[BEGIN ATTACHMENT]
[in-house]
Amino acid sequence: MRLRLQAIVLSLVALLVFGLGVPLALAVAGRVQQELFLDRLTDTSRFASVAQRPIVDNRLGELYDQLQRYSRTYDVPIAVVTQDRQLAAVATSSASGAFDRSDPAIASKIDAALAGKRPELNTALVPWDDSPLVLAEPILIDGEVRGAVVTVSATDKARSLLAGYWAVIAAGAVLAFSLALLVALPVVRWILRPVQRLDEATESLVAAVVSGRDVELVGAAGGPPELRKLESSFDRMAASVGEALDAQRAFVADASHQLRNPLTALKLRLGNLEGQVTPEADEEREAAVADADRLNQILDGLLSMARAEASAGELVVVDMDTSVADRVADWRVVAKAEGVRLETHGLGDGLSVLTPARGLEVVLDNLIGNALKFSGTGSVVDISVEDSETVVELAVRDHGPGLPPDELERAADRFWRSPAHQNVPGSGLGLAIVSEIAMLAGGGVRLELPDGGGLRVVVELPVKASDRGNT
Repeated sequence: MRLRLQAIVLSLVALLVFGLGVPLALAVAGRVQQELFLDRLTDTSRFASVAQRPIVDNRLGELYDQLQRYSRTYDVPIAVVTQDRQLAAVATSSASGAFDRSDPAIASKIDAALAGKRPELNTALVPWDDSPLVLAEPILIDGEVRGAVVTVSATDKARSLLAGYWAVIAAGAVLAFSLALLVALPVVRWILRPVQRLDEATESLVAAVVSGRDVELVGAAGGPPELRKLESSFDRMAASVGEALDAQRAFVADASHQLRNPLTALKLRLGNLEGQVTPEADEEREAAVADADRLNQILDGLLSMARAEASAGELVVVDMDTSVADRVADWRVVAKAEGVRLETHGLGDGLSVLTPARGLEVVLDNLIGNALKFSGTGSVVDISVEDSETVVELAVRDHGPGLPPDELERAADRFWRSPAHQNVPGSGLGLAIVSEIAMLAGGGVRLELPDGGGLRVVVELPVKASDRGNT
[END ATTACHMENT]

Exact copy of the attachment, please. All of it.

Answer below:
[in-house]
Amino acid sequence: MRLRLQAIVLSLVALLVFGLGVPLALAVAGRVQQELFLDRLTDTSRFASVAQRPIVDNRLGELYDQLQRYSRTYDVPIAVVTQDRQLAAVATSSASGAFDRSDPAIASKIDAALAGKRPELNTALVPWDDSPLVLAEPILIDGEVRGAVVTVSATDKARSLLAGYWAVIAAGAVLAFSLALLVALPVVRWILRPVQRLDEATESLVAAVVSGRDVELVGAAGGPPELRKLESSFDRMAASVGEALDAQRAFVADASHQLRNPLTALKLRLGNLEGQVTPEADEEREAAVADADRLNQILDGLLSMARAEASAGELVVVDMDTSVADRVADWRVVAKAEGVRLETHGLGDGLSVLTPARGLEVVLDNLIGNALKFSGTGSVVDISVEDSETVVELAVRDHGPGLPPDELERAADRFWRSPAHQNVPGSGLGLAIVSEIAMLAGGGVRLELPDGGGLRVVVELPVKASDRGNT
Repeated sequence: MRLRLQAIVLSLVALLVFGLGVPLALAVAGRVQQELFLDRLTDTSRFASVAQRPIVDNRLGELYDQLQRYSRTYDVPIAVVTQDRQLAAVATSSASGAFDRSDPAIASKIDAALAGKRPELNTALVPWDDSPLVLAEPILIDGEVRGAVVTVSATDKARSLLAGYWAVIAAGAVLAFSLALLVALPVVRWILRPVQRLDEATESLVAAVVSGRDVELVGAAGGPPELRKLESSFDRMAASVGEALDAQRAFVADASHQLRNPLTALKLRLGNLEGQVTPEADEEREAAVADADRLNQILDGLLSMARAEASAGELVVVDMDTSVADRVADWRVVAKAEGVRLETHGLGDGLSVLTPARGLEVVLDNLIGNALKFSGTGSVVDISVEDSETVVELAVRDHGPGLPPDELERAADRFWRSPAHQNVPGSGLGLAIVSEIAMLAGGGVRLELPDGGGLRVVVELPVKASDRGNT